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Arkansas ranks first among the six major rice-producing states, accounting for approximately 46 percent of U.S. rice production.
California is the second largest U.S. rice-growing state. The majority of the rice is grown in the Sacramento Valley, where the hot days and cool nights along with the clay soil, which holds on to virtually every drop of moisture, create the perfect conditions for growing distinctive japonica rices.
Louisiana is the third largest producer. Rice traveled south from the Carolinas to Louisiana with Acadian settlers. Louisiana rice was originally grown for home consumption by utilizing areas that couldn’t be plowed. Farmers tossed rice seed into the wetlands near bayous or ponds. What grew from this casual method was termed “providence rice” by its thankful harvesters. Commercial rice production began in earnest in the second half of the 19th century, helped along by the railroad, which transported the crop to New Orleans. The annual International Rice Festival, hosted in Crowley since 1936, draws more than 150,000 visitors from around the world.
Regular-milled white rice has the outer husk removed and the layer of bran milled away until the grain is white. Most U.S. milled rice is enriched after milling.
Brown rice has the outer hull removed, but still retains the bran layers that give it a tan color, chewy texture and nut-like flavor. Retaining the nutrient-dense bran layer makes brown rice a 100% whole grain food, rich in minerals and vitamins, especially the B-complex group. Regular brown rice cooks in 40 to 45 minutes, and quicker-cooking brown rice products are available.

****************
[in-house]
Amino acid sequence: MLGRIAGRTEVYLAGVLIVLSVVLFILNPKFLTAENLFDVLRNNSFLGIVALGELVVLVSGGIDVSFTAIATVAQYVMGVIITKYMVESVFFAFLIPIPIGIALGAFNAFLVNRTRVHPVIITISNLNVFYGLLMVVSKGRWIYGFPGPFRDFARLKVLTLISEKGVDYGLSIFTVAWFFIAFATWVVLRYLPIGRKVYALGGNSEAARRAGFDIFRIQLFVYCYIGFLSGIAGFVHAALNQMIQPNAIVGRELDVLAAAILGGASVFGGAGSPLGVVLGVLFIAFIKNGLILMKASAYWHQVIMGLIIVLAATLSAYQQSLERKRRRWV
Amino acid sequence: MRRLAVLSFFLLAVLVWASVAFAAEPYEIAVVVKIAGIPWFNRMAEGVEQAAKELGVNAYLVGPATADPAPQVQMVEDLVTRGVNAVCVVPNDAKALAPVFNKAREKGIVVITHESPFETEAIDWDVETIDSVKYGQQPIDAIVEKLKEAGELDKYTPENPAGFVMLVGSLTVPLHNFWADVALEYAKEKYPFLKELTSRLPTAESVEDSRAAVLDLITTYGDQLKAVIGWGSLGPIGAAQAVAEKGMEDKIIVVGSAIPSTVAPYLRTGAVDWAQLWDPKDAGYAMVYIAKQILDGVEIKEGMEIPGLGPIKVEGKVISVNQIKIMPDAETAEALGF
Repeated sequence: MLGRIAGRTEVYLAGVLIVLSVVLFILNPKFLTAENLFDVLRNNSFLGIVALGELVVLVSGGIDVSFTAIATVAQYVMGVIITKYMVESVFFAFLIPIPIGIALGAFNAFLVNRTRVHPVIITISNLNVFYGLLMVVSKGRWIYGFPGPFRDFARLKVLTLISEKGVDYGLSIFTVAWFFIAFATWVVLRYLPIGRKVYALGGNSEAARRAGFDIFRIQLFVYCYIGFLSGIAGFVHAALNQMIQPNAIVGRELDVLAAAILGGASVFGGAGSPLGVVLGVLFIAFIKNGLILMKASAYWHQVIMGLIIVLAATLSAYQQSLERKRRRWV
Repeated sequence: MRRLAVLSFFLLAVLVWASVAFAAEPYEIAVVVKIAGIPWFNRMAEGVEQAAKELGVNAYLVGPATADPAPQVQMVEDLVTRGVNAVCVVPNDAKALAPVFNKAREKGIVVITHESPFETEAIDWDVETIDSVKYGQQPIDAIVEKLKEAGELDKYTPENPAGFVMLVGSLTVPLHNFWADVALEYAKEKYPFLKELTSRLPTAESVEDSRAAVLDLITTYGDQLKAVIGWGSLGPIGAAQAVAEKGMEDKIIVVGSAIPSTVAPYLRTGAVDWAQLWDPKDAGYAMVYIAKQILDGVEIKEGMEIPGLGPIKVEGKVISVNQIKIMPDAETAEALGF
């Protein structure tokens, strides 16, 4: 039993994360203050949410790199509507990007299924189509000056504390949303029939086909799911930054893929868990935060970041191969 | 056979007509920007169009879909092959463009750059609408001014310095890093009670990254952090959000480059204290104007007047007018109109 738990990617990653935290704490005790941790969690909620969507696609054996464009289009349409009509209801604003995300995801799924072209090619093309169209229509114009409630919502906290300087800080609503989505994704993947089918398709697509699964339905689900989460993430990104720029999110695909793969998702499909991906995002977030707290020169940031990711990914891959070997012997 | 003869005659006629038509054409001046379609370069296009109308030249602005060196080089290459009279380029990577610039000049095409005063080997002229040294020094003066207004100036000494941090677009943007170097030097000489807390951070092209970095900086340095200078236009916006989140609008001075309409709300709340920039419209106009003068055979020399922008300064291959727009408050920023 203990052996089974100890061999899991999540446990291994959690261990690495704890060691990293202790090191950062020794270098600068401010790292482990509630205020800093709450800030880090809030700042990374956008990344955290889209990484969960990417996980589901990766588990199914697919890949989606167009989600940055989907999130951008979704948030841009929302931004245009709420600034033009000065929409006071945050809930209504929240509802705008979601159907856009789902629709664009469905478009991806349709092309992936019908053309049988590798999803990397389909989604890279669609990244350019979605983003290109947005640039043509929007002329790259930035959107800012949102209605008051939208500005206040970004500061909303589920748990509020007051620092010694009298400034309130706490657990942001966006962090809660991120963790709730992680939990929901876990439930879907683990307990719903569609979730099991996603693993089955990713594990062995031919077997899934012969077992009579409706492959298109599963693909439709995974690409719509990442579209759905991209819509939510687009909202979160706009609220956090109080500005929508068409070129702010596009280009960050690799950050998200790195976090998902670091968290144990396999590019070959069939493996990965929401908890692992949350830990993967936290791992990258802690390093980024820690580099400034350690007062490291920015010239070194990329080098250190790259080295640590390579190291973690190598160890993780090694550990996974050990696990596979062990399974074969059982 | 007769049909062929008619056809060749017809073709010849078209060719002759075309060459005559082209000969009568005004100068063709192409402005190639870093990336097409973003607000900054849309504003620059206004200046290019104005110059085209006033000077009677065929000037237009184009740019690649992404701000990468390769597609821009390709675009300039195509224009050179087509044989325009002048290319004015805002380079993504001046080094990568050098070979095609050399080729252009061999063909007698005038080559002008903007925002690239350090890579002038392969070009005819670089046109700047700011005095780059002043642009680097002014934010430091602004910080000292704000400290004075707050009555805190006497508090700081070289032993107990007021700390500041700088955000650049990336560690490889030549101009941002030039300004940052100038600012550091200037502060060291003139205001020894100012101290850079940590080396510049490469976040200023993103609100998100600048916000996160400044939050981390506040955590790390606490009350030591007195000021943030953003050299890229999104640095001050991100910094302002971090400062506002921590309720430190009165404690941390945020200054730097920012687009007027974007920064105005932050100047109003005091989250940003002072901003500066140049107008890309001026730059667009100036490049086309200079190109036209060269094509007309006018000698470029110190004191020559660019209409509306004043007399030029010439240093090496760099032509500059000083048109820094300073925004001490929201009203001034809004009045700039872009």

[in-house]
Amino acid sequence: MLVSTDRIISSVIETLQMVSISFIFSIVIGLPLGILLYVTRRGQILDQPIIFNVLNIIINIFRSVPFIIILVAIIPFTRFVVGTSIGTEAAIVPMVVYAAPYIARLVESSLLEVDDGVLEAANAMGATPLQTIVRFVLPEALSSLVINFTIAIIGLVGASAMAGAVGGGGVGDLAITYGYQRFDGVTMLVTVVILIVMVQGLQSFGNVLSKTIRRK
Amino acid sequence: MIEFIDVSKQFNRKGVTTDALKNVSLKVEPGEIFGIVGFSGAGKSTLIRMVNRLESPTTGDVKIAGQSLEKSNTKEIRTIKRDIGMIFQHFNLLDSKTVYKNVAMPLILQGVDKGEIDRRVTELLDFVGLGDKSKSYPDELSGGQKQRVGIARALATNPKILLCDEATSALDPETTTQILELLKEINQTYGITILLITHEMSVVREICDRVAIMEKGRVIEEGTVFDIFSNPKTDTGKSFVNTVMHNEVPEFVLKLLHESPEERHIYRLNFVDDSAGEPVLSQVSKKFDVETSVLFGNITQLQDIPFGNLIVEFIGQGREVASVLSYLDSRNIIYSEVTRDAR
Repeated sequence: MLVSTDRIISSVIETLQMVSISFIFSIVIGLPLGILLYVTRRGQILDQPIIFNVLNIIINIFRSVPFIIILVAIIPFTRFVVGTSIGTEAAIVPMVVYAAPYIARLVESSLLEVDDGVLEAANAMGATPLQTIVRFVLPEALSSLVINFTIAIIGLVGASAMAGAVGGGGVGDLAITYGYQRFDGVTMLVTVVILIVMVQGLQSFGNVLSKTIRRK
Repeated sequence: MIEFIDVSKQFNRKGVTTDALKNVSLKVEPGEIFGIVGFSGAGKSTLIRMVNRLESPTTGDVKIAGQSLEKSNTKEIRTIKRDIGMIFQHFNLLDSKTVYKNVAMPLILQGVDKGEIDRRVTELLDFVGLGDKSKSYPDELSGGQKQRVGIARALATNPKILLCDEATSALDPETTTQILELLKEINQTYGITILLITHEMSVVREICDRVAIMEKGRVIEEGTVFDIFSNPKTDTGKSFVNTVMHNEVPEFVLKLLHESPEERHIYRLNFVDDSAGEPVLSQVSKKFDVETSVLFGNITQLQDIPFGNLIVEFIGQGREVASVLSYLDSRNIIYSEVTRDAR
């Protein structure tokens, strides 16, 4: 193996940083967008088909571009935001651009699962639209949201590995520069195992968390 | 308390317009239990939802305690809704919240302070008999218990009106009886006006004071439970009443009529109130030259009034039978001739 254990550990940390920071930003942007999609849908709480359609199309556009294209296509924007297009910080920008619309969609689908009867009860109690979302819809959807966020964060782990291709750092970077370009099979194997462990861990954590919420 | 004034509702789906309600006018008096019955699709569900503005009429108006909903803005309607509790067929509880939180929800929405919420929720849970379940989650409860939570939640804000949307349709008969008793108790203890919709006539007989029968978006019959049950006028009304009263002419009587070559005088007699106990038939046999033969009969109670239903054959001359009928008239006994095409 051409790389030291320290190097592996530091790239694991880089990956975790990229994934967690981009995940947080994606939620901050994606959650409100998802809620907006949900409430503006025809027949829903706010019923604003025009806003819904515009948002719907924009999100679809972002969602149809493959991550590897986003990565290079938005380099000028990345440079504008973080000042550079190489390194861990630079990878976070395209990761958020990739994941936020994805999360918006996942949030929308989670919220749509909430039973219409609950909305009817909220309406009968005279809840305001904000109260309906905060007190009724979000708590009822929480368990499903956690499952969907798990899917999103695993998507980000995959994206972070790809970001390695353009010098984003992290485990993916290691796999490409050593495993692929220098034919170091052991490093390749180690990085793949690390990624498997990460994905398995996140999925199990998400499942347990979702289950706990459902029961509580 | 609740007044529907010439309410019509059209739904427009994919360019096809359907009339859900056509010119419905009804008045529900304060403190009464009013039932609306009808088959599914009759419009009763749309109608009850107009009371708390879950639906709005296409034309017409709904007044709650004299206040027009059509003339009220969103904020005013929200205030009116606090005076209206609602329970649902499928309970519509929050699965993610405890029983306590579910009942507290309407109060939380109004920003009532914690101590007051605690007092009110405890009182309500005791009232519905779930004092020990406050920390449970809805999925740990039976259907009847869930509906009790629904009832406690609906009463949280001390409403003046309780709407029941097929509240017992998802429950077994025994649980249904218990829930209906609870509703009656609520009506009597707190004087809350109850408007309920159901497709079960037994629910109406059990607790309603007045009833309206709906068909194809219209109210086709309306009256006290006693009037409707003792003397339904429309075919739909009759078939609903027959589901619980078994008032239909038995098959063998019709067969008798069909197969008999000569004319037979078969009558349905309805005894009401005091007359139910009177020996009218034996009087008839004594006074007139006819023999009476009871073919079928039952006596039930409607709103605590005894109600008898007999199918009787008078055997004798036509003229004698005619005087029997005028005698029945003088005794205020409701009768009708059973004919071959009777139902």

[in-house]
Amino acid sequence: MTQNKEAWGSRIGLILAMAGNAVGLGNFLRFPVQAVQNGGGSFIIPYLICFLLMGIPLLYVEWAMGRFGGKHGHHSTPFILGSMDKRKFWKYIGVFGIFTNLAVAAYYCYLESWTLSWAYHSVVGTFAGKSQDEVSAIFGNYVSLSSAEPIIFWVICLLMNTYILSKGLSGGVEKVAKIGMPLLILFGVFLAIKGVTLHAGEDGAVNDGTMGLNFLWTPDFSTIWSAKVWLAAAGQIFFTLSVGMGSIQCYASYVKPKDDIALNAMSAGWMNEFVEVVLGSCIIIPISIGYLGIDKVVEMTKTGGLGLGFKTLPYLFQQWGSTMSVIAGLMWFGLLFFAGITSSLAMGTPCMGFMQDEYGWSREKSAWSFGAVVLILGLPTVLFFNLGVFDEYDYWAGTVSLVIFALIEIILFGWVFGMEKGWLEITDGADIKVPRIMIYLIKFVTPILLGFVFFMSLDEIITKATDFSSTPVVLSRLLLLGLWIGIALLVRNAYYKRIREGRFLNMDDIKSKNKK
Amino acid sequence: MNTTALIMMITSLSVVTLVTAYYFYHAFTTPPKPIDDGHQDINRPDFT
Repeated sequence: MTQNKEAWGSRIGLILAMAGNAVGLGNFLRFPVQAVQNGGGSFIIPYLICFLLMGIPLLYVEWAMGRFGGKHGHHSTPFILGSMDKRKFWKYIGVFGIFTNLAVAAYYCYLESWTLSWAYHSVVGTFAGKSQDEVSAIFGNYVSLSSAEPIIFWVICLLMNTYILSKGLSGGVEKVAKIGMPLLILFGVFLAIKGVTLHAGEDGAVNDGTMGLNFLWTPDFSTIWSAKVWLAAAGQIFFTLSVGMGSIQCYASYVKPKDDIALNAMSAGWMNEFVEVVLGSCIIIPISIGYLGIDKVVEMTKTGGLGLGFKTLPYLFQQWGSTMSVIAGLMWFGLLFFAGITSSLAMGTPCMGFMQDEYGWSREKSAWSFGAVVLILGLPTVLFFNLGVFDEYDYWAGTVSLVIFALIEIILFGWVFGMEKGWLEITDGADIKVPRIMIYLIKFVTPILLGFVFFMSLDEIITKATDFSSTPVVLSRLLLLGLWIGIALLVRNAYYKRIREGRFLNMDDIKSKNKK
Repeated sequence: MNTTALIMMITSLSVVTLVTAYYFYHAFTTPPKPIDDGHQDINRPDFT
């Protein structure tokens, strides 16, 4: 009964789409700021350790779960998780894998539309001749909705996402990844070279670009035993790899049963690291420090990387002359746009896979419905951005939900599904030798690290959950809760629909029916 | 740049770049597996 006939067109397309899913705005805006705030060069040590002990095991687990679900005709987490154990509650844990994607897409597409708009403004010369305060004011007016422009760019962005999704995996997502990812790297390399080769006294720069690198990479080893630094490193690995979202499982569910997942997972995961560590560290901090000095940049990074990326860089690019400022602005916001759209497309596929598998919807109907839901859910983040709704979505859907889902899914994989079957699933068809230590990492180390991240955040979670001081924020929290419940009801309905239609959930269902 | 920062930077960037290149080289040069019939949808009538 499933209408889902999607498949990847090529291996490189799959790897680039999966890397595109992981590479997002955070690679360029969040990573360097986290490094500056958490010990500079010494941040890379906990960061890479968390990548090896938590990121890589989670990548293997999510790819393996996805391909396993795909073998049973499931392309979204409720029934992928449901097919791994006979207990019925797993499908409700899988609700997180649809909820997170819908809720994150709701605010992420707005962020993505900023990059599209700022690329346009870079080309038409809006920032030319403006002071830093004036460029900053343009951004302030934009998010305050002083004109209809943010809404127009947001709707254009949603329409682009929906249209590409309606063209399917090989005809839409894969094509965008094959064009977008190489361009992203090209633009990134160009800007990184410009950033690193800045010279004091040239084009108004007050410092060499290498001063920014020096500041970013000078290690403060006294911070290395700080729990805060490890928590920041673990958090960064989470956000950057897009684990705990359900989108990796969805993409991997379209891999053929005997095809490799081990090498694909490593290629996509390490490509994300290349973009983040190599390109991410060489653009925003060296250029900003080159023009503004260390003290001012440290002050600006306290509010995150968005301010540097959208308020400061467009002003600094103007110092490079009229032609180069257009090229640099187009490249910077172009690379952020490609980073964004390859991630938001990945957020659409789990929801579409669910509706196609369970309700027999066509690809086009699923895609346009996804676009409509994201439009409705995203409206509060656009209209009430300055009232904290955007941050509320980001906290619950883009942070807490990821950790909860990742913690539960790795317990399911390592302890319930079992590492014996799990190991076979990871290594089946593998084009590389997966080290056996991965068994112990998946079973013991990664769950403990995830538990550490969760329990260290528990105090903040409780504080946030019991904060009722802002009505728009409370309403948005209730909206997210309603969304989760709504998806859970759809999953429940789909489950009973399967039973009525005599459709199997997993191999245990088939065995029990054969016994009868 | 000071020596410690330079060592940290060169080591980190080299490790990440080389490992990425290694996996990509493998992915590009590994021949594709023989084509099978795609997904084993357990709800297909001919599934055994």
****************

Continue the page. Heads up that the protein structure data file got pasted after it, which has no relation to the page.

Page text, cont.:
For converted or parboiled white rice, the unhulled grain has been soaked, pressure-steamed and dried.
Same than parboiled white rice. Cooking time is shorter and the grains keep their form after cooking.
Worldwide there are more than 120,000 different varieties of rice, though only a small number offer the quality acceptable for commercial growth in the United States. These varieties can be divided into long, medium and short grain rice. An increasing number of sweet, aromatic and arborio rice varieties are also produced in the U.S.
The principal differences in these varieties are their cooking characteristics, texture and some subtle flavor variation. From a nutritional standpoint they are equal and can be used interchangeably, depending on the recipe.
Long grain rice has a long, slender kernel three to four times longer than its width. Due to its starch composition, cooked grains are more separate, light and fluffy.
Medium grain rice, when compared to long grain rice, has a shorter, wider kernel that is two to three times longer than its width. Cooked grains are more moist and tender than long grain, and have a greater tendency to cling together.
Short grain rice has a short, plump, almost round kernel. Cooked grains are soft and cling together, yet remain separate and are somewhat chewy, with a slight springiness to the bite.
The U.S. rice industry produces more than 19 billion pounds of rice on more than 2 million acres each year, approximately 50 percent of which supplies the domestic market. Although the United States produces less than two percent of the world’s rice, it ranks among the top five riceexporting nations.
Thanks to the USA Rice Federation for their kind assistance
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